Running injuries suck. But they are not a guaranteed part of running! Today I want to drive home some key lessons to prevent running injuries.
Let’s start with an all too familiar story of how we get injured.
As with most lessons that are learned the hard way, this one stung. It was a wake up call to my invincibility and eventually required me to put my pride to the side if I ever wanted to run healthy.
A few years after completing my first marathon (2007), a wave of friends began focusing on this new goal: Boston Qualifying. While speed had never been a particular goal of mine, I was simply focused on running longer and enjoying it more, I was swept up in their enthusiasm.
I dove head first in to speed workouts.
I focused on a time goal that was probably outside of my reach. But hey “dream big”, right?
After a few months of these constantly intense workouts, I developed IT Band Syndrome.
My first injury was literally a textbook beginner case:
- Too much
- Too soon
- Too hard
- Not enough cross training
Unfortunately, I did what many runners do with an injury. I continued to run, right up until I couldn’t even walk, which lead to a 3 week hiatus from running in the month prior to my marathon.
In the years that followed that pain, I vowed to become a smarter runner.
And today, I’m here to share all the things I’ve learned in my decades of experience as a runner and running coach.
I’ll be sharing with you the 9 most common running injuries, along with their causes and how to prevent them. Along with that, I’ll also tell you my top 11 injury prevention tips that will keep you healthy and injury-free for good!
9 Most Common Running Injuries
In order to know how to prevent running injuries, it’s important to know what the common running injuries are in the first place. Here are the 9 most common ones, along with their main causes and ways you can prevent them.
1. Runner’s Knee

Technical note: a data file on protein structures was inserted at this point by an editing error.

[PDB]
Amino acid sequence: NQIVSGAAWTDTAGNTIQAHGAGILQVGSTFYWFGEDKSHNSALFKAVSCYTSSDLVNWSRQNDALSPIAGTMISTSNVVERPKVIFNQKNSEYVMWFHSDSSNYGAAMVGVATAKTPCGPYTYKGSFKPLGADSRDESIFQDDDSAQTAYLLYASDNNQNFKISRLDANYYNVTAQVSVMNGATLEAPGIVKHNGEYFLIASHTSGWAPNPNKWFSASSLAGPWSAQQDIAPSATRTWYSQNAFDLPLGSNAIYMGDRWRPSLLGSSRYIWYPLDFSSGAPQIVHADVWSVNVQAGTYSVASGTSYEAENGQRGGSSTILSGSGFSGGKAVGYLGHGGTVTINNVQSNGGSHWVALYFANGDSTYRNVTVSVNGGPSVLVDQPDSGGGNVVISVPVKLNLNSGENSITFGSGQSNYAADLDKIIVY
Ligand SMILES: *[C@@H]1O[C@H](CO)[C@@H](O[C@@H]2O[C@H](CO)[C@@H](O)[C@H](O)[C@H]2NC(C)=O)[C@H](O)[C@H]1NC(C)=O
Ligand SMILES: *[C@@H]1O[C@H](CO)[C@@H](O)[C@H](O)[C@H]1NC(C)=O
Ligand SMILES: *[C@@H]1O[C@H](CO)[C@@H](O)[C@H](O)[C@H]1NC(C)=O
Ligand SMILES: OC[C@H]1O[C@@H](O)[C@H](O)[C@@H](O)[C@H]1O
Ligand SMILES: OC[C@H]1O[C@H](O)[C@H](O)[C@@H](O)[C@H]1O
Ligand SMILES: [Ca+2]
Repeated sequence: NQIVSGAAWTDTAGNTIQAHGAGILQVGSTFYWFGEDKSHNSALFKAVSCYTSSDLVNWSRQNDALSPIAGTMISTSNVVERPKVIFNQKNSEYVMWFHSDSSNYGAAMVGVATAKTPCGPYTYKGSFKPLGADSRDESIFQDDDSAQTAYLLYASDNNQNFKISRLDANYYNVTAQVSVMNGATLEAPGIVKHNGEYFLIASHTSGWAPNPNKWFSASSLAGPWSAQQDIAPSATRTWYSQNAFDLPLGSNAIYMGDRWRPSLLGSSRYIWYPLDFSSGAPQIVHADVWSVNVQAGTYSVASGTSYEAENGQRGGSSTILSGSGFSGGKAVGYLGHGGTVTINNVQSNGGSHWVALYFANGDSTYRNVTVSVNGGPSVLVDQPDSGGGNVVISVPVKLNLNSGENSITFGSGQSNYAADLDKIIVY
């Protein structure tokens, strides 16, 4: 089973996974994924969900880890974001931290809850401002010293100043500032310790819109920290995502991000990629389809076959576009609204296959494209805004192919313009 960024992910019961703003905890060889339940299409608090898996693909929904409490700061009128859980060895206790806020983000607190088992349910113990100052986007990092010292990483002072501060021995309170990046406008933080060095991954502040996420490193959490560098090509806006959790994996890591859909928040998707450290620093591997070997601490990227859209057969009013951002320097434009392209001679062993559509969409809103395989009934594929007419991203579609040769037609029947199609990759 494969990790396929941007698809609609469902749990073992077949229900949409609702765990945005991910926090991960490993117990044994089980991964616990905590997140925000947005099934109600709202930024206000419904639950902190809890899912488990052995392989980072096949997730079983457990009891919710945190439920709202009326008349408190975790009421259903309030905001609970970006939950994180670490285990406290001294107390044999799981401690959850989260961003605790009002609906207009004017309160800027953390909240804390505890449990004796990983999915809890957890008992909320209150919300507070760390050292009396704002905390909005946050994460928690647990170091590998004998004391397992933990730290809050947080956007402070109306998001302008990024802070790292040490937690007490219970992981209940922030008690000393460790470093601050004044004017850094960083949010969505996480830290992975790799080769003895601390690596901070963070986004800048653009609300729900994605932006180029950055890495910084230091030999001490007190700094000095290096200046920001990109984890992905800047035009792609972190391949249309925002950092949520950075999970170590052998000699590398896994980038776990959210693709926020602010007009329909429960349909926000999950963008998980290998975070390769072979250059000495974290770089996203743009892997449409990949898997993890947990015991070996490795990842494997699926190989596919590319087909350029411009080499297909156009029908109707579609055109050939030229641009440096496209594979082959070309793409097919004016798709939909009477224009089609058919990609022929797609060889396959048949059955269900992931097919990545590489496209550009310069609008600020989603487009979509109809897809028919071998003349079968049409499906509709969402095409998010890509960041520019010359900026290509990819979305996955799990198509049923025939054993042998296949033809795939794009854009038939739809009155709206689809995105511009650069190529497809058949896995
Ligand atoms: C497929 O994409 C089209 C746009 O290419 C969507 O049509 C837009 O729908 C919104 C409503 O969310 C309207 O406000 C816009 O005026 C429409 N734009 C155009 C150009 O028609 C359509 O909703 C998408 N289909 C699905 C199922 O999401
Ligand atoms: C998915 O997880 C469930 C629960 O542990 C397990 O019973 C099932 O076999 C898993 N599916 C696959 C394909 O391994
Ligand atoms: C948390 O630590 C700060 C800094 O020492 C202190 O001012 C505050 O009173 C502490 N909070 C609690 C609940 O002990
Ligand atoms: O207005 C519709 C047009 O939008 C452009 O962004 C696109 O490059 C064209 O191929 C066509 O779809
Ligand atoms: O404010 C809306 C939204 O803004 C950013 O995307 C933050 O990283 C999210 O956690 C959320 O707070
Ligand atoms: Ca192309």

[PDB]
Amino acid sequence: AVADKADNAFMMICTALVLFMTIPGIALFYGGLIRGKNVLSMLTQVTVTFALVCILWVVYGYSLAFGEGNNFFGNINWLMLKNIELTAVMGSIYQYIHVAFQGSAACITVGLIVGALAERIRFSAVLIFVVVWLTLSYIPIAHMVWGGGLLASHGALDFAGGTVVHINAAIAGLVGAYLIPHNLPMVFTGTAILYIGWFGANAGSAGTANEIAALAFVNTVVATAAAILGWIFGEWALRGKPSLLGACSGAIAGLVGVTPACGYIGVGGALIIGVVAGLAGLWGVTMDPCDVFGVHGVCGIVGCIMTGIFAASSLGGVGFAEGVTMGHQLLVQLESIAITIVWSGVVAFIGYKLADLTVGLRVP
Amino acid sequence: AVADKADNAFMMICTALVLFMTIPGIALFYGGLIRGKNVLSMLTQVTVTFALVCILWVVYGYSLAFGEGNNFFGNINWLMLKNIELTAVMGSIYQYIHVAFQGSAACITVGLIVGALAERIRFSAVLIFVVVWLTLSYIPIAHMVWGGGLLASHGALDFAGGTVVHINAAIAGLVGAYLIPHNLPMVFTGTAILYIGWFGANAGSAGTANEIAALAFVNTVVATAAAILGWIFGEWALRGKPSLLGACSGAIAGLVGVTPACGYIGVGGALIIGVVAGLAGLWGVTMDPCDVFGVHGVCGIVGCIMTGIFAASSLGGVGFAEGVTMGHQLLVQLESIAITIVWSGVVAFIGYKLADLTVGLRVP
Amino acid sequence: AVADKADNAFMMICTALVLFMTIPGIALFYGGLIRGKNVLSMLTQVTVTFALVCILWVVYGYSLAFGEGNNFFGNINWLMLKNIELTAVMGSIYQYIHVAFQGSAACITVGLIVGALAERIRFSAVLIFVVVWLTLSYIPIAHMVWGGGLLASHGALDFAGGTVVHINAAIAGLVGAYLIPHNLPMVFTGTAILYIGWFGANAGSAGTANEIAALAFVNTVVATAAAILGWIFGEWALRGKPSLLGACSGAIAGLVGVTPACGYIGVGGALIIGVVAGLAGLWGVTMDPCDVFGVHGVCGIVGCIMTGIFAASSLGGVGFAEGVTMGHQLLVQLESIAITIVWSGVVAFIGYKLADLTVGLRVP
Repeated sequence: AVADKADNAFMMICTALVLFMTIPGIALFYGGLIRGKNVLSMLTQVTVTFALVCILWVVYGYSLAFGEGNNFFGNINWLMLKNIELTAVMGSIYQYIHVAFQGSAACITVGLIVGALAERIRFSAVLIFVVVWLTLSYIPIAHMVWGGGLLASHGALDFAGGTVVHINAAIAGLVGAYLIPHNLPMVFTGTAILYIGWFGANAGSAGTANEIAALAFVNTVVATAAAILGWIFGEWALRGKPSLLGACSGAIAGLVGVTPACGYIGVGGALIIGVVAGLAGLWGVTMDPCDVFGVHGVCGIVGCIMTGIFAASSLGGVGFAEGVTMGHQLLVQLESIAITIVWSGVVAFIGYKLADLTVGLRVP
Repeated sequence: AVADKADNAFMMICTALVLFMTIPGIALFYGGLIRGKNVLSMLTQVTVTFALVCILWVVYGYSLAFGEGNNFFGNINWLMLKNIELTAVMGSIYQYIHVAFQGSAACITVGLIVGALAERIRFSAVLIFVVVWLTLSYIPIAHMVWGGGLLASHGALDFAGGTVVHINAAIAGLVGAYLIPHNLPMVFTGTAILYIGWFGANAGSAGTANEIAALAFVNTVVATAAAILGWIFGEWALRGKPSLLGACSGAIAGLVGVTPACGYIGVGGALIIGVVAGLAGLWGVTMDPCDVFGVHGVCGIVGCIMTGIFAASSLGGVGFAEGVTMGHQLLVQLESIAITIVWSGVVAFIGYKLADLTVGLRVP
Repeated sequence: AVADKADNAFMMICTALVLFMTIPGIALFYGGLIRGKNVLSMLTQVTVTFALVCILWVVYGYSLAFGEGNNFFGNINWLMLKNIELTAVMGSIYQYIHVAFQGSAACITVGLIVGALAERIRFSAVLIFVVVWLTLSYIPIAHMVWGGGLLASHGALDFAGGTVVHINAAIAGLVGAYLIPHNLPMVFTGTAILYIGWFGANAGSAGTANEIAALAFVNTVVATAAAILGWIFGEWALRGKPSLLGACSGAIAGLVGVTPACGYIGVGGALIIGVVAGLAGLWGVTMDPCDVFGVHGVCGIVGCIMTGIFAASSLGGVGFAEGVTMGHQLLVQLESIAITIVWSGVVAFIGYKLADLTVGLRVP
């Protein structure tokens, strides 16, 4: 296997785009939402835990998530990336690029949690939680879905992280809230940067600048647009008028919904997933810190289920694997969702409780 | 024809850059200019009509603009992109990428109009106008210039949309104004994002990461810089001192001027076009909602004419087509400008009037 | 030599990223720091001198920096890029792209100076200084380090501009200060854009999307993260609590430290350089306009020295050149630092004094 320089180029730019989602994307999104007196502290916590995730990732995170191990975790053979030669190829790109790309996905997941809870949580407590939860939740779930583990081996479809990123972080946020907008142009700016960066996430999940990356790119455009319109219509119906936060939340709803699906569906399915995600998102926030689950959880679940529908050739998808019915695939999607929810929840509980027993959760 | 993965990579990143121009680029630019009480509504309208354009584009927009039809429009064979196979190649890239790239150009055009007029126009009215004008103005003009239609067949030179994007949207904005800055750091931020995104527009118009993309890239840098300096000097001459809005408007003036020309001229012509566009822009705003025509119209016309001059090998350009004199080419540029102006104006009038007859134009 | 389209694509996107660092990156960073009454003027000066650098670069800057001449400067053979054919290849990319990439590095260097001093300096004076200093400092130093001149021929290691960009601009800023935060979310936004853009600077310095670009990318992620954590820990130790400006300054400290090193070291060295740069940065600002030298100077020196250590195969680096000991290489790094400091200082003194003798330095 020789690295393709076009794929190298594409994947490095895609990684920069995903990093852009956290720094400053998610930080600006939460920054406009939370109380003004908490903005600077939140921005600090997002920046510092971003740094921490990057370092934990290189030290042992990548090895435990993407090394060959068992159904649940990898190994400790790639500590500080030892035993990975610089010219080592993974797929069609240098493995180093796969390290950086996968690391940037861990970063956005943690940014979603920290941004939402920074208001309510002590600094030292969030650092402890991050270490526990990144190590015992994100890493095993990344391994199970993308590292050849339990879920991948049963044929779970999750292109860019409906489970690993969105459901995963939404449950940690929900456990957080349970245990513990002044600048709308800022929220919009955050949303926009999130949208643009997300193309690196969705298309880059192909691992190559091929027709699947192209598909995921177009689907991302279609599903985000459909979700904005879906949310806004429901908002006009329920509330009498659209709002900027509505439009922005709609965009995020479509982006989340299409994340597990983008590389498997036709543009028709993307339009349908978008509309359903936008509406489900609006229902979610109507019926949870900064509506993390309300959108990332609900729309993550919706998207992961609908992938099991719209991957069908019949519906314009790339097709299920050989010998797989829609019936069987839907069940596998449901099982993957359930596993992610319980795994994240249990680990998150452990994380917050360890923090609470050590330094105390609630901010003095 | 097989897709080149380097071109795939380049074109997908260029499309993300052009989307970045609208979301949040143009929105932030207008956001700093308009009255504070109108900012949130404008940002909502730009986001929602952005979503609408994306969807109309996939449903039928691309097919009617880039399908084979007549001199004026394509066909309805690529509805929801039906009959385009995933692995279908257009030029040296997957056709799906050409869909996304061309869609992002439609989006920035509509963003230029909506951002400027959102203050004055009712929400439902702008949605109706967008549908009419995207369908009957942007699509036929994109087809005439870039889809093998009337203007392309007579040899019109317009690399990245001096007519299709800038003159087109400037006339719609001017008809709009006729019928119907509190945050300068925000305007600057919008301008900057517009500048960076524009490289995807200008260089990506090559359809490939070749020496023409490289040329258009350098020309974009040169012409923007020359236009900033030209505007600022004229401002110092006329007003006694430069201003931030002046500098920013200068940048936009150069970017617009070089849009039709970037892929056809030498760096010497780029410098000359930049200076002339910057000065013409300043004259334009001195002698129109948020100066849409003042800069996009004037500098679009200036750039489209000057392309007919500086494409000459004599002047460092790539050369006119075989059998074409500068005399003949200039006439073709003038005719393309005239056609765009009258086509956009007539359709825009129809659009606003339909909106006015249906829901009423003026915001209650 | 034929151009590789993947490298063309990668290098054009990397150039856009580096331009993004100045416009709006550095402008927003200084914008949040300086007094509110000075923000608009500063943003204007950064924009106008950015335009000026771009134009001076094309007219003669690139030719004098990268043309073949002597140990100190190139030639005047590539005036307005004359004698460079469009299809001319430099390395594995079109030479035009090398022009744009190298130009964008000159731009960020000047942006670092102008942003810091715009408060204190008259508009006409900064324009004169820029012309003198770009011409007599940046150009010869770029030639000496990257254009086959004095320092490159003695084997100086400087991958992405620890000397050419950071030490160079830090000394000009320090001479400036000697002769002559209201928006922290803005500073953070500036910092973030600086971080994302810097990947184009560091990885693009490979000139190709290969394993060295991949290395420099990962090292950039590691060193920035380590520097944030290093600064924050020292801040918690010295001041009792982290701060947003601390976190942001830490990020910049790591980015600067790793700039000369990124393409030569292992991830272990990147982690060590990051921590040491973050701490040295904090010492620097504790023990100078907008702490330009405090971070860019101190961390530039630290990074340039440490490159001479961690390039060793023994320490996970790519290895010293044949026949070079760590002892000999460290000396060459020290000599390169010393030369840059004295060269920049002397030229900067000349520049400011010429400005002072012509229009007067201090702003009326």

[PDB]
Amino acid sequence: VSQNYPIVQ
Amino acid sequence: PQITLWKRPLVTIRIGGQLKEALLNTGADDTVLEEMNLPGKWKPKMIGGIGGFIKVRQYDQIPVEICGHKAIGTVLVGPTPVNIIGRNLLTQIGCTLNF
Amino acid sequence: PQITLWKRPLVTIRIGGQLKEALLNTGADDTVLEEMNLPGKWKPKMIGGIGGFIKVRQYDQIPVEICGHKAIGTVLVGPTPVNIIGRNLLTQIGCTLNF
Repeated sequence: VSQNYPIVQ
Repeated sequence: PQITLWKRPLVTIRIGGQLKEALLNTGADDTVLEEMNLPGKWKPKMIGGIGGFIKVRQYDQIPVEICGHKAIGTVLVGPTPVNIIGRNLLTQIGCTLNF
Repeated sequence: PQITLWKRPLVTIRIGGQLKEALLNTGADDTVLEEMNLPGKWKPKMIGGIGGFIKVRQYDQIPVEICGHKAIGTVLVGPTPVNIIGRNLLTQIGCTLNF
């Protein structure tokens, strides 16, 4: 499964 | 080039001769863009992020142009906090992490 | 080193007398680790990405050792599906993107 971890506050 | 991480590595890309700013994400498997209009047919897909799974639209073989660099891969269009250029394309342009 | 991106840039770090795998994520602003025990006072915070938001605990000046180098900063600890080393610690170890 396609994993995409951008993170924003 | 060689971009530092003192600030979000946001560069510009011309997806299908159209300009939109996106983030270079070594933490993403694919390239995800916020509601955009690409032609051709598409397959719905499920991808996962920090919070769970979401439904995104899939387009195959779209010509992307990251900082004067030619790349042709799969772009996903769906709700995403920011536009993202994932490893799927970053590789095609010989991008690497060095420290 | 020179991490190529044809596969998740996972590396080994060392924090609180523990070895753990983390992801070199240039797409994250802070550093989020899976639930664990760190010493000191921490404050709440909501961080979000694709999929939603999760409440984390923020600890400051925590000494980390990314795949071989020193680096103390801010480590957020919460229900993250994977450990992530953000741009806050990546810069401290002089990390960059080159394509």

Runner’s knee is a common overuse injury that refers to knee pain at the front of the knee or around the kneecap. Runner’s knee is frequently associated with weakness or imbalance in the hips or the muscles around the knee. It results in pain below the knee cap.
Addressing these flaws is critical to recovery and avoiding future knee issues. It’s also possible that it is as a result of IT band syndrome.
👉Read more about addressing Runner’s Knee >>
2. IT Band Syndrome (Illiotibial Band Syndrome)
The iliotibial band, often known as the IT band, is a band of connective tissue that runs down the outside of your upper leg, linking your hip to your knee.
IT band syndrome occurs when IT band becomes irritated or tight from overuse, poor running form or weak hips. The result is pain on the outside of the knee, along the leg or at the hip.
Stretching and strengthening the core, as well as gradually increasing distance, can help treat and prevent IT band syndrome.
👉Learn how to prevent IT Band Pain >>
3. Plantar Fasciitis
One of the most common running foot injuries is plantar fasciitis. It an inflammation of the plantar fascia, a fibrous band of tissue on the bottom of the foot.
Plantar Fasciitis can be caused by a variety of factors, ranging from a lack of mobility in the big toe to stiffness and lack of flexibility in the calf muscles.
Concentrating on mobility exercise can be an excellent method of preventing plantar fasciitis-related injuries.
👉Learn more about treating Plantar Fasciitis for Runners >>
4. Achilles Tendonitis